- Oregon State University. Extension Service, Sagili RR, Burgett DM, Washington State University. Extension, University of Idaho. Extension, Agriculture USDO, Extension PNC (2011) Evaluating honey bee colonies for pollination: a guide for commercial growers and beekeepers, 1–8Google Scholar
- Pirk, C., de Miranda, J.R., Kramer, M. (2013) Statistical guidelines for Apis mellifera research. J Apic Res 52(4). doi:10.3896/IBRA.18.104.22.168
- Ravoet, J., Maharramov, J., Meeus, I., De Smet, L., Wenseleers, T., Smagghe, G., de Graaf, D.C. (2013) Comprehensive bee pathogen screening in belgium reveals Crithidia mellificae as a new contributory factor to winter mortality. PLoS ONE 8, e72443. doi:10.1371/journal.pone.0072443 PubMedCentralCrossRefPubMedGoogle Scholar
- Runckel, C., Flenniken, M.L., Engel, J.C., Ruby, J.G., Ganem, D., Andino, R., DeRisi, J.L. (2011) Temporal analysis of the honey bee microbiome reveals four novel viruses and seasonal prevalence of known viruses, Nosema, and Crithidia. PLoS ONE 6, e20656. doi:10.1371/journal.pone.0020656 PubMedCentralCrossRefPubMedGoogle Scholar
- Schwarz, R.S., Bauchan, G.R., Murphy, C.A., Ravoet, J., de Graaf, D.C., Evans, J.D. (2015) Characterization of two species of trypanosomatidae from the honey bee Apis mellifera: Crithidia mellificae Langridge and McGhee, and Lotmaria passim n. gen., n. sp. J Eukaryot Microbiol . doi:10.1111/jeu.12209 PubMedGoogle Scholar
- Spleen, A.M., Lengerich, E.J., Rennich, K., Caron, D., Rose, R., et al. (2013) A national survey of managed honey bee 2011–12 winter colony losses in the United States: results from the Bee Informed Partnership. J Apic Res 52(2). doi:10.3896/IBRA.1.52.2.07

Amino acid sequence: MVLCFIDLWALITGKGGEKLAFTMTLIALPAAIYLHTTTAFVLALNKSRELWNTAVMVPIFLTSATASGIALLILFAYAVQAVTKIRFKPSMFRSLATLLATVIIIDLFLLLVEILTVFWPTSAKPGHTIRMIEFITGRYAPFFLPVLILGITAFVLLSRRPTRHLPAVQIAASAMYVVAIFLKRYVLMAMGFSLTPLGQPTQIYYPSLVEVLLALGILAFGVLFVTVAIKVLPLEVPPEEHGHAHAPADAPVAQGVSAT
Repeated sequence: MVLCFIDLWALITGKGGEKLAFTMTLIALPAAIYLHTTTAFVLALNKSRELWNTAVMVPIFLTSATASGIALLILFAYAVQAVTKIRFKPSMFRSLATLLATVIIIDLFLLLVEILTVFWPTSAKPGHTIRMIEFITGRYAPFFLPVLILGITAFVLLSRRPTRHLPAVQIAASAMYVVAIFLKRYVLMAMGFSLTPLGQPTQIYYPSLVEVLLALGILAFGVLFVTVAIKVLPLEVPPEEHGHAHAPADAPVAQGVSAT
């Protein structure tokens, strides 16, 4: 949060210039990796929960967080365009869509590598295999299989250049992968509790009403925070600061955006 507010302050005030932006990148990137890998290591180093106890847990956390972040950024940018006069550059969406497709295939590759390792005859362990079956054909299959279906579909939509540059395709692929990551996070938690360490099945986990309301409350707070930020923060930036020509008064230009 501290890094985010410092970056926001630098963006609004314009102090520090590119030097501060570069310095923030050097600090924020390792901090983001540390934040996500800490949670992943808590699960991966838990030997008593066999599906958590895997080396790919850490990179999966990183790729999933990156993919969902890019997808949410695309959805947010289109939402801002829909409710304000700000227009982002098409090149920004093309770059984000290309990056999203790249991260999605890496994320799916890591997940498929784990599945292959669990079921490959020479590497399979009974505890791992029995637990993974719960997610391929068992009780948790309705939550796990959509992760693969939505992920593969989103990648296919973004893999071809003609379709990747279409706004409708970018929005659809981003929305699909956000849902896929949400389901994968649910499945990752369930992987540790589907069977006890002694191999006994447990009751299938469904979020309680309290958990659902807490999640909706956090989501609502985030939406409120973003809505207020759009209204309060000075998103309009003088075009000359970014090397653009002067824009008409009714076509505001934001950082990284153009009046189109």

- Steinhauer, N.A., Rennich, K., Lee, K., Pettis, J., Tarpy, D.R., et al. (2015) Colony loss 2014–2015: preliminary results. In: beeinformed.org. http://beeinformed.org/results/colony-loss-2014-2015-preliminary-results/. Accessed 26 May 2015
- Tentcheva, D., Gauthier, L., Zappulla, N., Dainat, B., Cousserans, F., Colin, M.E., Bergoin, M. (2004) Prevalence and seasonal variations of six bee viruses in Apis mellifera L. and Varroa destructor mite populations in France. Appl Environ Microbiol 70, 7185–7191PubMedCentralCrossRefPubMedGoogle Scholar
- van der Zee, R., Brodschneider, R., Brusbardis, V., Charrière, J.D., Chlebo, R., et al. (2014) Results of international standardised beekeeper surveys of colony losses for winter 2012–2013: analysis of winter loss rates and mixed effects modelling of risk factors for winter loss. J Apic Res 53(1), 19–34CrossRefGoogle Scholar
- van Engelsdorp, D., Underwood, R., Caron, D., Hayes, J.J. (2007) An estimate of managed colony losses in the winter of 2006–2007: a report commissioned by the apiary inspectors of America. Am Bee J 147, 599–603Google Scholar
- van Engelsdorp, D., Evans, J.D., Saegerman, C., Mullin, C., Haubruge, E., Nguyen, B.K., Frazier, M., Frazier, J., Cox-Foster, D., Chen, Y., Underwood, R., Tarpy, D.R., Pettis, J.S. (2009) Colony collapse disorder: a descriptive study. PLoS ONE 4, e6481. doi:10.1371/journal.pone.0006481 CrossRefGoogle Scholar
- van Engelsdorp, D., Lengerich, E., Spleen, A., Dainat, B., Cresswell, J., et al. (2013) Standard epidemiological methods to understand and improve Apis mellifera health. J Apic Res 52(4). doi:10.3896/IBRA.22.214.171.124